If the latest paleontological discovery of T-rex’s older cousin caught your attention, here is some precious information. If you are late with the news, you should know that last week, in Canada, a farmer found the remains of a dinosaur now named the Reaper of Death.
Thanatotheristes Degrootorum by its formal name. It lived in the northern plains of America 80 million years ago. That’s older than the famous T-rex, the one that got the main role in Jurassic Park and won 3 Oscars.
An Oscar is hard to get. But maybe you want to end up on Wikipedia as the lucky civilian that dug up a brand-new species of dinosaurs. Or, maybe, you want to plan a tour following the sites where dinosaurs are still buried. Or you are simply curious about the places on Earth where dinosaurs lived, the information below might help.
Best Locations To Search For Dinosaurs
In the United States, of course. If you want to keep your hands clean, you can just visit the bones that others dug at the Two Medicine Dinosaur Center in Bynum, Montana. Or at the Wyoming Dinosaur Center in Thermopolis, Wyoming. It’s good to know, that if you change your mind, they will give you a shovel. The Paleo Adventures, in the Hell Creek Formation, in South Dakota’s Black Hills, or the North Dakota Geological Survey are also options for digging.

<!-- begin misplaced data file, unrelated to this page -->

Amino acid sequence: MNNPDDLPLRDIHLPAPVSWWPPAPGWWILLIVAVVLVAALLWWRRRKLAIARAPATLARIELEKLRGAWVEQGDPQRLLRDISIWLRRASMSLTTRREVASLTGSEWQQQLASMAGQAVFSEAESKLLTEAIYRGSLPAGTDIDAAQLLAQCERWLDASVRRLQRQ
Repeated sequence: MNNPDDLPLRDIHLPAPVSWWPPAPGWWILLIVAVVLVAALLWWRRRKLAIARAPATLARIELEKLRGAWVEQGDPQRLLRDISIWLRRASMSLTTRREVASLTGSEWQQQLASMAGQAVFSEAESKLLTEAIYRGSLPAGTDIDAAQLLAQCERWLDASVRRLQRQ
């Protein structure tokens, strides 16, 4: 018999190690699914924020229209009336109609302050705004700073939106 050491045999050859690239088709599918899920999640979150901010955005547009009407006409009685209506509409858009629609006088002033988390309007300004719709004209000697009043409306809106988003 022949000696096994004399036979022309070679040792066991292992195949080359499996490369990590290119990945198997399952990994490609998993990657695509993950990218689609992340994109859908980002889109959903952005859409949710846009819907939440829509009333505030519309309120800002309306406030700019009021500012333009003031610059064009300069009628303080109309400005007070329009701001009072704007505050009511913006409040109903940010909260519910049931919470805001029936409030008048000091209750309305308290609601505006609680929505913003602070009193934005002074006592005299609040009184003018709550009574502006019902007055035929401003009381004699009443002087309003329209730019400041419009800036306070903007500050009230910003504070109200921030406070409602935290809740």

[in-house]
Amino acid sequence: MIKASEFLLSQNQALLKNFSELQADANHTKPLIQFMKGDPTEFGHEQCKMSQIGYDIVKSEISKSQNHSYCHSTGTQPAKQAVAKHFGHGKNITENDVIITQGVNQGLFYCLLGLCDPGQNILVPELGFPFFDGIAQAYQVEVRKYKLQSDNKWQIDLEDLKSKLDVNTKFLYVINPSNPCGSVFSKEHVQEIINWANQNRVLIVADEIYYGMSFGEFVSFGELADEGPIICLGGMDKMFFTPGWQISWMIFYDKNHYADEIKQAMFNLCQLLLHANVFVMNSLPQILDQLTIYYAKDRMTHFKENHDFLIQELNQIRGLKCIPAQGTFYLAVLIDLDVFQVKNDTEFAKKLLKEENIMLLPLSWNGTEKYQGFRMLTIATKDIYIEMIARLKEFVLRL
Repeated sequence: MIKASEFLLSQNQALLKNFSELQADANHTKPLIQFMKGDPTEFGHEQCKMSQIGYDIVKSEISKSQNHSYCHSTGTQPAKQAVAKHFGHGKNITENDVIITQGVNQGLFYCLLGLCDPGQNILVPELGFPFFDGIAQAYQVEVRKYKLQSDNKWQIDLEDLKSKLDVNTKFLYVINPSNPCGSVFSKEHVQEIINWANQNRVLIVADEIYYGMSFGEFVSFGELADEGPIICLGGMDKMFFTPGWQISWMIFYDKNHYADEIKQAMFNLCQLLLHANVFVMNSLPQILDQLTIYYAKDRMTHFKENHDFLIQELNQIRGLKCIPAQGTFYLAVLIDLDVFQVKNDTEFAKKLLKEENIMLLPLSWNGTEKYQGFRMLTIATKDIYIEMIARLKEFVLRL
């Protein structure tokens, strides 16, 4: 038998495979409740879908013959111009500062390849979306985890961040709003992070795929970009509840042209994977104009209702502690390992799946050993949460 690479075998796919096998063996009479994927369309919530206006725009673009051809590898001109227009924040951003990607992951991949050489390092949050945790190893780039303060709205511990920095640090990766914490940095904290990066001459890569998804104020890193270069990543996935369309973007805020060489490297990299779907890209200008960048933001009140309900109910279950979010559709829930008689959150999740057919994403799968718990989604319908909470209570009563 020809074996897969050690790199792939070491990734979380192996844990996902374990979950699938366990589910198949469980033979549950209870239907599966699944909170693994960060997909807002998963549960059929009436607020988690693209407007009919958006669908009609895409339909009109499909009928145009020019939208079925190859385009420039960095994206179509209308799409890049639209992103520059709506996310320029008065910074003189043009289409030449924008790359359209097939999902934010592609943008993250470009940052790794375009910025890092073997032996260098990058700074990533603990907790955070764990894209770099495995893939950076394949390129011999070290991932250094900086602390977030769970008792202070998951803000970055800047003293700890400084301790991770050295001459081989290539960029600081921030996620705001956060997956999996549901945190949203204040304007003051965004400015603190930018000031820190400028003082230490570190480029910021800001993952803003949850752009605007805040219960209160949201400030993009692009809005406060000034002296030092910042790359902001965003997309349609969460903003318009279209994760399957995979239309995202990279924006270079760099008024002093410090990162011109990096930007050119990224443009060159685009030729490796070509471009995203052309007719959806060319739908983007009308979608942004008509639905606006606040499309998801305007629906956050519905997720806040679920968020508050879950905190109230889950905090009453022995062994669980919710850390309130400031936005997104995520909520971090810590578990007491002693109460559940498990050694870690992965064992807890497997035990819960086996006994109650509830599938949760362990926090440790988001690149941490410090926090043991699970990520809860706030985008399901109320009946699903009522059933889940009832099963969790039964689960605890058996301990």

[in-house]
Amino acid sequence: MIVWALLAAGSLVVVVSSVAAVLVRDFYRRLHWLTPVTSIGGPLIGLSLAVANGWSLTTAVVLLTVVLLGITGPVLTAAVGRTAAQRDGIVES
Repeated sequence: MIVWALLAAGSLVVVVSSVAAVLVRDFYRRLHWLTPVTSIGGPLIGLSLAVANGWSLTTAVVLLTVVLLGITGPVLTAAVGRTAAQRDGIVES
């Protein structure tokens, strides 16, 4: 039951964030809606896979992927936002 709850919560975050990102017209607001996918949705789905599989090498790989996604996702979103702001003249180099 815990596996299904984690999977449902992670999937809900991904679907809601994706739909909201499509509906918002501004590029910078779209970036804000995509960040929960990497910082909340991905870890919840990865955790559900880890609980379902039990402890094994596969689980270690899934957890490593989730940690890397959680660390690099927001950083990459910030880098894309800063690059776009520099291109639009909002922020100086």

In Canada, Canada’s Dinosaur Provincial Park in Alberta gathered all the species in one spot. If you feel like going to Asia, then Mongolia is one of the best shots. The Gobi Desert is the largest fossil reservoir in the world. Especially near Bayanzag’s Flaming Cliffs. Just pay attention, you might get confused and mistake the bones for rocks. That’s how many they are.
China is too vast to not be on this list. The Park of the Cretaceous period in Western Liaoning district, Nanyang City in southwest Henan Province, Zigong, Lufeng in Yunan Province, and Inner Mongolia (aka “Dinosaur Town”). There are a lot of boney wonders hiding in China.
If the Chinese traditions are too much for you, you might try the ones in Russia. At Bolshoy Ilek near the Chulym River in central Russia, you might find not just dinosaurs but also woolly mammoths and woolly rhinos. Other sites in Siberia are near Mamontovoye and Berelekh.
If you want to mix tango with dinosaurs digging, Argentina is your answer. The southern El Calafate area. So, there you go! Have a nice journey!
As our second lead editor, Anna C. Mackinno provides guidance on the stories Great Lakes Ledger reporters cover. She has been instrumental in making sure the content on the site is clear and accurate for our readers. If you see a particularly clever title, you can likely thank Anna. Anna received a BA and and MA from Fordham University.